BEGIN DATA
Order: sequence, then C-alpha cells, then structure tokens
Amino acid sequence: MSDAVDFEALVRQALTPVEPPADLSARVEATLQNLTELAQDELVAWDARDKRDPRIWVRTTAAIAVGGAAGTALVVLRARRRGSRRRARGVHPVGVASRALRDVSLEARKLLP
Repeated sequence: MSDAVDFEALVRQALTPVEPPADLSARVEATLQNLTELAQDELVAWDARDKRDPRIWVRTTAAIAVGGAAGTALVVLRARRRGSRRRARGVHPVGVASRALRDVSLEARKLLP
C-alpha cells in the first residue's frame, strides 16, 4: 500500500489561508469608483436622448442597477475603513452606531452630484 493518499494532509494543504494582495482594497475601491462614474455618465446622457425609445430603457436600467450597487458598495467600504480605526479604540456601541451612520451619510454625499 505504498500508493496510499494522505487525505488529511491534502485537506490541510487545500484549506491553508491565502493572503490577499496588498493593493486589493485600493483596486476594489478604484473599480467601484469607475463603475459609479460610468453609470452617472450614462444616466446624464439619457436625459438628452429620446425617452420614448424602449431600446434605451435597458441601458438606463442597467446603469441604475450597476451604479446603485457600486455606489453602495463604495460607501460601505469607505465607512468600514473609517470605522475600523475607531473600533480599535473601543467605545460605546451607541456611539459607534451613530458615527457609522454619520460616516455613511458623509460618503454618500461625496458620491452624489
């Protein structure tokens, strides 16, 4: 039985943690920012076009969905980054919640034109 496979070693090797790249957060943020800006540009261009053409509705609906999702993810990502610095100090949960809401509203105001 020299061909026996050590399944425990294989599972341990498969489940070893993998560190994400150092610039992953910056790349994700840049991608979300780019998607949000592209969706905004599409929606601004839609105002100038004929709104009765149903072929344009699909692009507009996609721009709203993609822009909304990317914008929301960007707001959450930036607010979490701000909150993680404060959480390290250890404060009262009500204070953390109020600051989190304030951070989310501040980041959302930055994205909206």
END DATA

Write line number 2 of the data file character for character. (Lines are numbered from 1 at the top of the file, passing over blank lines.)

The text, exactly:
Amino acid sequence: MSDAVDFEALVRQALTPVEPPADLSARVEATLQNLTELAQDELVAWDARDKRDPRIWVRTTAAIAVGGAAGTALVVLRARRRGSRRRARGVHPVGVASRALRDVSLEARKLLP